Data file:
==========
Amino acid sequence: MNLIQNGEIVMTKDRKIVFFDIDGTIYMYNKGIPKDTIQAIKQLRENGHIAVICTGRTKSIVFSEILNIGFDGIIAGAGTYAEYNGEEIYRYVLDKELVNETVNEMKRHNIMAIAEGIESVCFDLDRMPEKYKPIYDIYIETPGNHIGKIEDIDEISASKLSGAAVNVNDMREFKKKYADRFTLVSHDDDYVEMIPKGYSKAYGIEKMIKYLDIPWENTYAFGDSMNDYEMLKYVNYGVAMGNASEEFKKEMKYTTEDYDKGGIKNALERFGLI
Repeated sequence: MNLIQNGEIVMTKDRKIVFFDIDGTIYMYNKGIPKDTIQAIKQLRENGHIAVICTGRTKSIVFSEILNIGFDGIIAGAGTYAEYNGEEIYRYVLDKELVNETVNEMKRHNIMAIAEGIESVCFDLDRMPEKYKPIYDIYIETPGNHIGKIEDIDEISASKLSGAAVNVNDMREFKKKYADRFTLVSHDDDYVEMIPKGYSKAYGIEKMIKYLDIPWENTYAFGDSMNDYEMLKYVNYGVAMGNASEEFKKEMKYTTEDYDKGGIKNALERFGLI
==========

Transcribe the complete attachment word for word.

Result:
Amino acid sequence: MNLIQNGEIVMTKDRKIVFFDIDGTIYMYNKGIPKDTIQAIKQLRENGHIAVICTGRTKSIVFSEILNIGFDGIIAGAGTYAEYNGEEIYRYVLDKELVNETVNEMKRHNIMAIAEGIESVCFDLDRMPEKYKPIYDIYIETPGNHIGKIEDIDEISASKLSGAAVNVNDMREFKKKYADRFTLVSHDDDYVEMIPKGYSKAYGIEKMIKYLDIPWENTYAFGDSMNDYEMLKYVNYGVAMGNASEEFKKEMKYTTEDYDKGGIKNALERFGLI
Repeated sequence: MNLIQNGEIVMTKDRKIVFFDIDGTIYMYNKGIPKDTIQAIKQLRENGHIAVICTGRTKSIVFSEILNIGFDGIIAGAGTYAEYNGEEIYRYVLDKELVNETVNEMKRHNIMAIAEGIESVCFDLDRMPEKYKPIYDIYIETPGNHIGKIEDIDEISASKLSGAAVNVNDMREFKKKYADRFTLVSHDDDYVEMIPKGYSKAYGIEKMIKYLDIPWENTYAFGDSMNDYEMLKYVNYGVAMGNASEEFKKEMKYTTEDYDKGGIKNALERFGLI